Celsius (or degrees Celsius) is a scale to measure temperature and is derived from an SI unit with the symbol °C.
Celsius is named after Anders Celsius and is a scale derived directly from the Kelvin scale and was established in 1742. Otherwise known as the centigrade scale, it is recognised and used worldwide.
The Celsius scale is exactly 273.15 below the Kelvin scale which is the SI unit for temperature.
Water melts just below 0 °C and boils just below 100 °C (assuming normal conditions). The Celsius scale is also commonly used to measure the weather (or atmospheric temperature) and body temperature to diagnose fever. A typical comfortable day is anywhere from 10 °C - 30 °C and a healthy body temperature is anywhere between 36.1 °C and 37.2 °C.
Degrees Celcius is measured using a thermometre.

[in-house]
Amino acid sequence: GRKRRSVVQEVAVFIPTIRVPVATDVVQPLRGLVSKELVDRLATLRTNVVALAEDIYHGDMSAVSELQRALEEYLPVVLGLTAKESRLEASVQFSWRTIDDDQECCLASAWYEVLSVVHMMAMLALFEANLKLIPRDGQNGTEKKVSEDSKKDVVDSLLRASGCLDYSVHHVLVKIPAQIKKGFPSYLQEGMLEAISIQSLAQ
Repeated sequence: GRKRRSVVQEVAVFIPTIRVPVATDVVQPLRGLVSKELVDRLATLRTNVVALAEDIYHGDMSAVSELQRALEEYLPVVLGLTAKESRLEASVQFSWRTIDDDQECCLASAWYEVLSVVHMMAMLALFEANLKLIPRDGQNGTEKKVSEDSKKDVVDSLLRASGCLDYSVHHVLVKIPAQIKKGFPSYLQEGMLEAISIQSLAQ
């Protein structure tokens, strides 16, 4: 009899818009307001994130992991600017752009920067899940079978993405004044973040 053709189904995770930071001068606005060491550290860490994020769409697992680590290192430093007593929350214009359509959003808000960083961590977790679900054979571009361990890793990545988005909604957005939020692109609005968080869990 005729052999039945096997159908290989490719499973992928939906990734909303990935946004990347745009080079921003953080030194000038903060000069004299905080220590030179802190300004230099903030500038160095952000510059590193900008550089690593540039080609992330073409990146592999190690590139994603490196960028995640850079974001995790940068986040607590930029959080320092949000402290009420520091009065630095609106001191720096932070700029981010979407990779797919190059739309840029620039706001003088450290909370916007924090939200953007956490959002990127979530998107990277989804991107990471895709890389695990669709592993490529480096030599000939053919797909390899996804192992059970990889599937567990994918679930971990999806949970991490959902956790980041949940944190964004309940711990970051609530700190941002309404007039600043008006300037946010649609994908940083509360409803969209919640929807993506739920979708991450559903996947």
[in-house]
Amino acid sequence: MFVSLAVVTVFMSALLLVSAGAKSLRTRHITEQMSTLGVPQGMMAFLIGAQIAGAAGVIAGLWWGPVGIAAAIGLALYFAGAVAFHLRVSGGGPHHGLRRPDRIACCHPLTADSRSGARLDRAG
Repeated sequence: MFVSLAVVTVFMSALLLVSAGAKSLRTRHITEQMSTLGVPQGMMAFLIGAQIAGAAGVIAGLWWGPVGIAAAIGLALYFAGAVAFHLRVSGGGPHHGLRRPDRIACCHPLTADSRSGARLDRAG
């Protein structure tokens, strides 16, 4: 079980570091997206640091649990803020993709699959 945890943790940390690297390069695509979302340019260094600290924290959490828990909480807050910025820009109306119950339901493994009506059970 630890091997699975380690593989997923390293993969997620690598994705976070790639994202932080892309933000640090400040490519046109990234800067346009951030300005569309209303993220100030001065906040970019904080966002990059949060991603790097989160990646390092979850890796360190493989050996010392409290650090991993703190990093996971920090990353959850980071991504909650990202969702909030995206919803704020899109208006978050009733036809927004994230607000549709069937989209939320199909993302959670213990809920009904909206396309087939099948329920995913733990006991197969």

Farenheit (or degrees Farenheit) is a scale to measure temperature and is part of the imperial / US customary unit system with the symbol °F.
The Farenheit scale was proposed in 1724 by Daniel Gabriel Farenheit and was the first standardized temperature scale to be widely used.
0 °F was set as the freezing point of a solution made from equal parts ice, water and salt. It was then established that the melting point of ice was 32 °F and human body temperature was 96 °F (or 98.6 °F when the scale was redefined into the modern version of the scale).
It is still used in the US and some associated territories as the official temperature scale. Everywhere else in the world uses Celsius.